His charmed run continued. Maneesh Sharma’s sharp comedy Shuddh Desi Romance (2013), in which he played a commitment-averse man in love with Parineeti Chopra’s equally commitment-averse manic pixie, came next. He cameoed in Rajkumar Hirani’s smash hit PK (2014) as Sarfaraz, a Pakistani national in love with an Indian girl; that brief appearance, and the line “Sarfaraz dhoka nahi diya tha (Sarfaraz didn’t betray you)”, became popular across the border. With Yash Raj Films’ (YRF’s) Detective Byomkesh Bakshy!—a big film by a major studio, planned as a franchise—and Shekhar Kapur’s ambitious Paani under his belt, the future seemed very bright.
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In Detective Byomkesh Bakshy!, Dibakar Banerjee’s adaptation of the Bengali detective series, he was a delightful Byomkesh—energetic, brilliant, visibly pleased with himself (unlike your typical inscrutable sleuth, this satyanweshi smiles a lot). But the 2015 film, immaculately designed but inchoately plotted, was a commercial failure. Rajput followed that up with a big hit, playing the former Indian cricket captain in M.S. Dhoni: The Untold Story (2016). Then came the lean period—a box-office failure in Raabta (2017), an average earner in Kedarnath (2018). He left YRF Talent amid rumours of a rift with Aditya Chopra over preferential treatment to Ranveer Singh. There was also the long grind of waiting for Paani to materialize (it never did), and the projects turned down in that period.
It’s not so much that he had two middling films in two years. Actors with far worse career graphs are working in Hindi cinema today. It’s more that Rajput, even at the height of his fame, was never spoken of as a truly big star. That seems incredible on the face of it: In his seven-year career, he was the lead in three big successes and cameoed in a monster fourth one. But box-office popularity isn’t always a guarantor of stardom in a town suspicious of talented strangers.
“It takes double the talent, energy and hard work for an outsider to convince the audience and the industry that he or she is as safe a box- office bet as a mediocre, unmotivated and entitled establishment elite,” Banerjee told PTI after Rajput’s death. “This leads to deep anger and frustration. Those who can let this slide survive. Those who can’t—those who hurt a little more or are vulnerable and impressionable—they are at risk.”
In a discussion taped a few months after the release of M.S. Dhoni, critic Anupama Chopra asked Rajput how he had navigated Bollywood’s nepotistic waters. “I can’t complain because I got the films I wanted to do,” he replied. “But that doesn’t mean it isn’t there…. When you are successful as an outsider you will be discussed, but in a hushed tone. And people are willing to forget about it.” Asked whether stardom is important to him, he says, “If you give it to me I will keep it…. But at the same time if you don’t give it to me, I don’t miss it.”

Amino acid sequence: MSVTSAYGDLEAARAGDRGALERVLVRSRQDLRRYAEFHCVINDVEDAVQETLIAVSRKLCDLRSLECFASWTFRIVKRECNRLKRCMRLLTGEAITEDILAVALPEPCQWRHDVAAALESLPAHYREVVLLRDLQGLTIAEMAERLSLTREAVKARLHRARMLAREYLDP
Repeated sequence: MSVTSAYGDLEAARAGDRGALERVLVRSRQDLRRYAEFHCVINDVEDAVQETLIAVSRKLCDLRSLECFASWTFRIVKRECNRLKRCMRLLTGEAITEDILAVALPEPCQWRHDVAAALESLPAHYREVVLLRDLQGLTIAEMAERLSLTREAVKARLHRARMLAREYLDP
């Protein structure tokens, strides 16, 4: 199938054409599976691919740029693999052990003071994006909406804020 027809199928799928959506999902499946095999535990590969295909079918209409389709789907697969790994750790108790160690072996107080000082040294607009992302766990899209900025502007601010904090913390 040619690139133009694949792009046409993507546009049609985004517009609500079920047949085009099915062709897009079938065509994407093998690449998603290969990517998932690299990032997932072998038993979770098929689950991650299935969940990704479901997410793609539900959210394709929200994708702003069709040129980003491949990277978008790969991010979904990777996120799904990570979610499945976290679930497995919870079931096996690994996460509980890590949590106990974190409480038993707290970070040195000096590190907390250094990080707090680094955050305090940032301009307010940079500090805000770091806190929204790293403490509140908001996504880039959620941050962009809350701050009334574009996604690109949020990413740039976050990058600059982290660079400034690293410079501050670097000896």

It’s tough to imagine a second- or third-generation Bollywood actor voicing a similar sentiment. You get the sense they would miss stardom terribly if it slipped away. But Rajput probably wasn’t as detached from ambition as his response made him seem. When he dropped out of the Delhi College of Engineering to try his hand at acting, “I was already a superstar in my mind”, he told Man’s World. Instead, his response to Chopra reads more like a careful covering of bases by someone who had been a star in Bollywood long enough to know that he couldn’t take success for granted the way some of his peers could.
Film-maker Abhishek Kapoor spoke with feeling of the difference between the newcomer he directed in Kai Po Che! and the media-hounded star he worked with in Kedarnath. “I used to tell him, you are already a star, you don’t need other people to validate that for you,” he told Shoma Chaudhury in an interview on 16 June. Kapoor said Rajput was ostracized by the industry for not being a typical star. “It’s like, if you don’t fit in our box, we have no use for you. It was the systematic dismantling of a fragile mind.”
In the last three years, there has been increased criticism of Bollywood’s clique-ish workings. Kangana Ranaut created a stir in 2017 when she described Karan Johar, on his own talk show, as the “flag-bearer of nepotism” in the industry. More recently, in a newcomers roundtable hosted by Rajeev Masand, Gully Boy’s Siddhant Chaturvedi wryly responded to Ananya Panday’s assertion that star children also had to struggle, with “where our dreams come true, that’s where their struggle begins”. Yet, in a country that has had film families almost from the time it has had films, this is a criticism easily shaken off. At the 2017 IIFA Awards, Johar, Saif Ali Khan and Varun Dhawan—second-generation celebrities all—performed a skit aimed at an absent Ranaut that ended with them chanting “nepotism rocks”.